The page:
And so, most recently at Mobile World Congress Americas in Los Angeles last September we had an exhibit that was about 100 by 40 feet. We installed a 20-foot tall succulent wall, and lemon trees and a park bench, and simulated a park. And it was very warm and inviting, and something that no one had seen. And as you'd look around all the other exhibits, they were like every other telecom exhibit, and so we were able to attract a goodly number of people, probably one of the busiest booths at the show because we had some things like that. And it was just very inviting, we had games that helped articulate what 5G will be and fun simulations.

BRANDON:
Sure. I understand there was some Fortnite there.

JOHN:
A little bit of Fortnite. That's one of the things that's unique about Sprint's version of 5G, is that it will be a mobile 5G, truly mobile 5G, so you'll be able to untether yourself from your home cable and play Fortnite or whatever game you want to play anywhere that you're in our 5G network. So if that's in a park, it's in a park.

BRANDON:
Great. And did you play any Fortnite?

JOHN:
I'm not a gamer. I tried to play and very quickly, it ended for me.

BRANDON:
Yeah. It's all in the building.

JOHN:
Yeah.

BRANDON:
It's just that quick building. That's a little tip for next time.

So, I mean, you mentioned this switch to a more custom experience, and really going the extra mile when deciding to exhibit at trade shows. I know that there is an example that was pretty formative to you a while back with SGI. Do you mind sharing that story?

JOHN:
Yeah. So years ago I was involved in a project at Sprint where we were helping filmmakers, and that ecosystem, work on ... or network, so that they could share animation files, for example, across long distances instead of shipping them. And so, we would go to the same shows that the same suppliers, if you will, who are early on in the animation world, like Silicon Graphics, SGI, and I was struck at this one show where I went and there was this very long line queued up and I thought, "What in the world are they waiting to see?" And I got closer and I realized that they actually had a retail store selling SGI-branded stuff. And I thought, "They have reached their brand pinnacle." That is nirvana when people will shell out $250 for a jacket with your brand on it.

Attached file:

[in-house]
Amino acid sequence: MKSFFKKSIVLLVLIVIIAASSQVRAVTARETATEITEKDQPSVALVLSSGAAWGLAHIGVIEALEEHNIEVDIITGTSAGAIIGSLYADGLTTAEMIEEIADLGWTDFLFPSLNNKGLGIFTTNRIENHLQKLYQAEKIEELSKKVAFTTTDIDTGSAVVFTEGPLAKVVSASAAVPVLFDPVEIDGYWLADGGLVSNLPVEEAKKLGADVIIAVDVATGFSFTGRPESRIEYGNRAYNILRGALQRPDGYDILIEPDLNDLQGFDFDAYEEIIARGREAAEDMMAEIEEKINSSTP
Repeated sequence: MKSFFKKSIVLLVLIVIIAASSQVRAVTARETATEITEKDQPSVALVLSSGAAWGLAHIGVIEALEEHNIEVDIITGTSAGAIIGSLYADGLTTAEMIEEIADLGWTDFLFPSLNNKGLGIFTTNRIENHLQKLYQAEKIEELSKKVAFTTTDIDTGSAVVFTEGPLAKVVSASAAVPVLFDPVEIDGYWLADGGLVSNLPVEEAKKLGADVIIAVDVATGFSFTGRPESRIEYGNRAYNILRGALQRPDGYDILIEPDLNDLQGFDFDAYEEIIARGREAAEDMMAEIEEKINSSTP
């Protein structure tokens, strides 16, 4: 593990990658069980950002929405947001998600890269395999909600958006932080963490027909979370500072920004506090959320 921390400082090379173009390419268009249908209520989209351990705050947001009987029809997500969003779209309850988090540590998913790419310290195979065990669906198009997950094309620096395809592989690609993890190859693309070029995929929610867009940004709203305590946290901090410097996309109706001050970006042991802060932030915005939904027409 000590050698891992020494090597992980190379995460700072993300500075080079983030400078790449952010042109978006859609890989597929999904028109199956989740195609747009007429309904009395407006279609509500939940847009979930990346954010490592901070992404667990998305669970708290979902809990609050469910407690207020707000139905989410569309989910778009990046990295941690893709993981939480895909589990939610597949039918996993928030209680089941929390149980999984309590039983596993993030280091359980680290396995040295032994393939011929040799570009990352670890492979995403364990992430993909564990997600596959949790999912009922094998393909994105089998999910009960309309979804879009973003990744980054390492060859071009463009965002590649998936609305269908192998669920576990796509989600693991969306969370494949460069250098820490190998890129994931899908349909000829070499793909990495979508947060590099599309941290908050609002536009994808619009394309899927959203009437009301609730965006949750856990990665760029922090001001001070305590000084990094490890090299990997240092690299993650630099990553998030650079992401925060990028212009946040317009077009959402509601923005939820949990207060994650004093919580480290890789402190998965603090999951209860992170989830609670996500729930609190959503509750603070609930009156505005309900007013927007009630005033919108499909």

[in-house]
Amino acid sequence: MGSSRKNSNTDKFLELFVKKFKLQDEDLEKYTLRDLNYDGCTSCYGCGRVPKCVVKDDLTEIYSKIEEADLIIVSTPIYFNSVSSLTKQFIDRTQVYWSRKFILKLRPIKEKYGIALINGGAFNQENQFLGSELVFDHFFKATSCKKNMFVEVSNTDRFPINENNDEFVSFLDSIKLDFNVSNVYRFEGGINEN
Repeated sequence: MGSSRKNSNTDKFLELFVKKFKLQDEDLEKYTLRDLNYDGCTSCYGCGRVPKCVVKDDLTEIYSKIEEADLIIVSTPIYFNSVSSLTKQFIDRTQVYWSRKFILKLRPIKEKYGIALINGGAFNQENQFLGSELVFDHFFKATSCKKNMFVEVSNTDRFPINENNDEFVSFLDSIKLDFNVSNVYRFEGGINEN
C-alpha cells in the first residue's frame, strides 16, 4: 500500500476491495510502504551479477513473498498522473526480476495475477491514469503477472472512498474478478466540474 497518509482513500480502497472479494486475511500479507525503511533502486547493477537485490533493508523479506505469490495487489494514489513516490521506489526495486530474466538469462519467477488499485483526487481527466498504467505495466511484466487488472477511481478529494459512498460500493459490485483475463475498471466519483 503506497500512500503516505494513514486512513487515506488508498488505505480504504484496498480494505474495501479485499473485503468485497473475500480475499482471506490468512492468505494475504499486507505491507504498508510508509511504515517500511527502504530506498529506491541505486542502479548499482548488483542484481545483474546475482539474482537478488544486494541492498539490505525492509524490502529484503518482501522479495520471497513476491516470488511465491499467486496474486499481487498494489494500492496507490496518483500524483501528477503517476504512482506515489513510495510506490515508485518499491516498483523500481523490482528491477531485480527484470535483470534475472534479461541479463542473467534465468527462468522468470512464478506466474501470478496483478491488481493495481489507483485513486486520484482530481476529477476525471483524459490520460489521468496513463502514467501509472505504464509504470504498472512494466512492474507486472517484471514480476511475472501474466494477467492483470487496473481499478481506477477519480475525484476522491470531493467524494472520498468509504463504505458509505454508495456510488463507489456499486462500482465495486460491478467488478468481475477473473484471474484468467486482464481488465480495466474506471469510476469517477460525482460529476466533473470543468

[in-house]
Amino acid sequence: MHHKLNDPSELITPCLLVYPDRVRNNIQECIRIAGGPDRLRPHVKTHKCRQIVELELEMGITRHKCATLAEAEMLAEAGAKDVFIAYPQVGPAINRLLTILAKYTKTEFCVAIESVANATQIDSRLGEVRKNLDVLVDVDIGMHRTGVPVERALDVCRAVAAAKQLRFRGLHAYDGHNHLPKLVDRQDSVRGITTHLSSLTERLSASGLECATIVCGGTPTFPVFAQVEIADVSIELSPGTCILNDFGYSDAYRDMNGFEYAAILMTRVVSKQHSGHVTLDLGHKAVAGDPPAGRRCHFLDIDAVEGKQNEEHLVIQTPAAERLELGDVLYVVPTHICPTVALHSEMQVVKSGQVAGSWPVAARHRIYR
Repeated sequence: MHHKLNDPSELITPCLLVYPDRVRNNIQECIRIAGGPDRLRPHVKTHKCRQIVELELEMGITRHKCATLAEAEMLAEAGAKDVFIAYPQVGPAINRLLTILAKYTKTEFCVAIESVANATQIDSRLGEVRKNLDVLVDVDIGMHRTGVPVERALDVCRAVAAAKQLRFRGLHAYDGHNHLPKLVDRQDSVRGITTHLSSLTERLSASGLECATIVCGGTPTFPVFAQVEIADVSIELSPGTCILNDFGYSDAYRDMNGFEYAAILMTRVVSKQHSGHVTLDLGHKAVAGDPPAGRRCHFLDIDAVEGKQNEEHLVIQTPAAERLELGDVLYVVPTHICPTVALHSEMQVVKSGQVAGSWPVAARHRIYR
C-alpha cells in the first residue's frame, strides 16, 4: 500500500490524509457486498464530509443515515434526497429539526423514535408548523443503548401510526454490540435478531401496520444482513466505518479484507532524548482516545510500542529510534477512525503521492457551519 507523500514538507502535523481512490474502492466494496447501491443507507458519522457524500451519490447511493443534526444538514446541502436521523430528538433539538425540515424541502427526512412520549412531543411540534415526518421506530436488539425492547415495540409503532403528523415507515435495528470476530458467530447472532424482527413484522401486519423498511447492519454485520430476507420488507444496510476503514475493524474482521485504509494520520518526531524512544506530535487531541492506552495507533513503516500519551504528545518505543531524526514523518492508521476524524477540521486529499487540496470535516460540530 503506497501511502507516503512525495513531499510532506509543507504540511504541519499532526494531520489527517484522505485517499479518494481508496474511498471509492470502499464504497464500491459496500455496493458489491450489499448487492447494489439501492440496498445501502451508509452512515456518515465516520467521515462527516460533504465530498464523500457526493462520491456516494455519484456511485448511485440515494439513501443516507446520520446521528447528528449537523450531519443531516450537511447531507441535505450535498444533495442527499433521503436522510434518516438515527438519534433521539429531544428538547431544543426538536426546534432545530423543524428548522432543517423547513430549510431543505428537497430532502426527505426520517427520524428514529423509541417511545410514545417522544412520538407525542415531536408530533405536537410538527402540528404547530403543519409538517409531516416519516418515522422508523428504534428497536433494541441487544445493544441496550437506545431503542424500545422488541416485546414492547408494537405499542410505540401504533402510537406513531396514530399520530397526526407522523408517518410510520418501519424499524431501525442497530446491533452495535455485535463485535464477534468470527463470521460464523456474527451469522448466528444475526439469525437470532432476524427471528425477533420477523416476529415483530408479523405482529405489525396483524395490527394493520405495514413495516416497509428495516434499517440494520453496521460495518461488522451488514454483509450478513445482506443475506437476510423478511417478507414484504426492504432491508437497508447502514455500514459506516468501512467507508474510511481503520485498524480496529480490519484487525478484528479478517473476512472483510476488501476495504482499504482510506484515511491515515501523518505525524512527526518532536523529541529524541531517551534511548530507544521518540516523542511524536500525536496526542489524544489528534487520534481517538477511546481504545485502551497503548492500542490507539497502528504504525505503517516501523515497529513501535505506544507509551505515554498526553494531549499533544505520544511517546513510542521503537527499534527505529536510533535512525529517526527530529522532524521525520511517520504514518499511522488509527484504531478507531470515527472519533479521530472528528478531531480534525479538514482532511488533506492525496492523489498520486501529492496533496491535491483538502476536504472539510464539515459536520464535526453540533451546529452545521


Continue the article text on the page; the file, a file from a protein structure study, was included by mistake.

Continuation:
BRANDON:
Because at the time, SGI was behind-

JOHN:
Toy Story and movies like that. And so, it occurred to me that a trade show booth doesn't have to be just a trade show booth. It can be an experience. And if someone's willing to come in and spend money on your logoed items and wear them around, that's a pretty good thing. And so, I started to think about exhibits differently than just show and tell.

BRANDON:
And I think one of the things that's really interesting about that story is the idea of there being a giant line at a trade show booth. It's often just such a challenge trying to get people to stop by, but in this particular case they had a huge line.

And I know when you speak of that ideal exhibiting experience you mentioned that ... sort of like an amusement park feeling to it.

JOHN:
Yeah. So some of the companies that we work with to build briefing centers have backgrounds in children's museums, and in building amusement parks, and they come at it from a different point of view. They come at it with the idea that you want to see the attraction, you want to build this anticipation. And the way they build the amusement parks is that the ride you want to be on, you can't really get to right away. You have to work your way there and that builds anticipation. And then when you get there there's always a queue to ... so you'll always have to wait a little bit and that builds positive anticipation, and so your experience is better.

And so, when I think about exhibiting I want ... or even experiential, if I'm in a mall, or doing some consumer experiential, I want ... from 100-feet away, I want someone to go, "What is that? I want to go see it," and I want to draw them in. And much like we did at Mobile World Congress with the 20-foot live succulent wall, you can't help but to want to go see that. And once they got there, we had different versions of AR and VR and other things where we could help them understand what 5G is all about, and so ... and back to the children's museum. And then when they do get in there I want them to want to grab something and touch it, and experience it, and get tactile. And so, that's why I ... we just think about exhibits a lot differently than your traditional device on a podium.

BRANDON:
So it sounds like you're working with some pretty great agencies when it comes to these experiential activations. What do you look for when you're looking to work with a new agency or partner?

JOHN: